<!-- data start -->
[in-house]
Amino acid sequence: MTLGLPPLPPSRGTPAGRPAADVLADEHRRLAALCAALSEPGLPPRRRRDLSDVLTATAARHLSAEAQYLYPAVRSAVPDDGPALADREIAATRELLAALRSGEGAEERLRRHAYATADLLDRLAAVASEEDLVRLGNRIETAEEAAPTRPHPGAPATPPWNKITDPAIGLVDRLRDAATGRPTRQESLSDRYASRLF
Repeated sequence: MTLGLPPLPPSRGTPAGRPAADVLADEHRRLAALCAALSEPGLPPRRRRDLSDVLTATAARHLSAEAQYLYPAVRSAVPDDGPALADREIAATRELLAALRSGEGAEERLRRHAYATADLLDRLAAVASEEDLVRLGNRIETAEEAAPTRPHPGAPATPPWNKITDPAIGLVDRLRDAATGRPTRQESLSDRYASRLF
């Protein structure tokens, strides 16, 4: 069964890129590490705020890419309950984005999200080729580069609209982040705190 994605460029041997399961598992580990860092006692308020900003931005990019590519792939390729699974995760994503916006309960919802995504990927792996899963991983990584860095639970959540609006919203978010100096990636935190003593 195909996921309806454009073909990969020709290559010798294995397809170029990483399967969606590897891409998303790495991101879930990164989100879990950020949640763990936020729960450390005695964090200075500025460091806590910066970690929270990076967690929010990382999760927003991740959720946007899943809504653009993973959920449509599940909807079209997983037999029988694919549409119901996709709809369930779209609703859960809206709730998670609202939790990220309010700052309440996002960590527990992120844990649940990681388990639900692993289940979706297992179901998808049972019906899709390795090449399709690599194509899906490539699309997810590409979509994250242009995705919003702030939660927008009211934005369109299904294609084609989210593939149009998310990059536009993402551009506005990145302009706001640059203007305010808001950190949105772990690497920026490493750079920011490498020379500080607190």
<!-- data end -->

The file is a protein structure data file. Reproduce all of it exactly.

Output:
[in-house]
Amino acid sequence: MTLGLPPLPPSRGTPAGRPAADVLADEHRRLAALCAALSEPGLPPRRRRDLSDVLTATAARHLSAEAQYLYPAVRSAVPDDGPALADREIAATRELLAALRSGEGAEERLRRHAYATADLLDRLAAVASEEDLVRLGNRIETAEEAAPTRPHPGAPATPPWNKITDPAIGLVDRLRDAATGRPTRQESLSDRYASRLF
Repeated sequence: MTLGLPPLPPSRGTPAGRPAADVLADEHRRLAALCAALSEPGLPPRRRRDLSDVLTATAARHLSAEAQYLYPAVRSAVPDDGPALADREIAATRELLAALRSGEGAEERLRRHAYATADLLDRLAAVASEEDLVRLGNRIETAEEAAPTRPHPGAPATPPWNKITDPAIGLVDRLRDAATGRPTRQESLSDRYASRLF
């Protein structure tokens, strides 16, 4: 069964890129590490705020890419309950984005999200080729580069609209982040705190 994605460029041997399961598992580990860092006692308020900003931005990019590519792939390729699974995760994503916006309960919802995504990927792996899963991983990584860095639970959540609006919203978010100096990636935190003593 195909996921309806454009073909990969020709290559010798294995397809170029990483399967969606590897891409998303790495991101879930990164989100879990950020949640763990936020729960450390005695964090200075500025460091806590910066970690929270990076967690929010990382999760927003991740959720946007899943809504653009993973959920449509599940909807079209997983037999029988694919549409119901996709709809369930779209609703859960809206709730998670609202939790990220309010700052309440996002960590527990992120844990649940990681388990639900692993289940979706297992179901998808049972019906899709390795090449399709690599194509899906490539699309997810590409979509994250242009995705919003702030939660927008009211934005369109299904294609084609989210593939149009998310990059536009993402551009506005990145302009706001640059203007305010808001950190949105772990690497920026490493750079920011490498020379500080607190």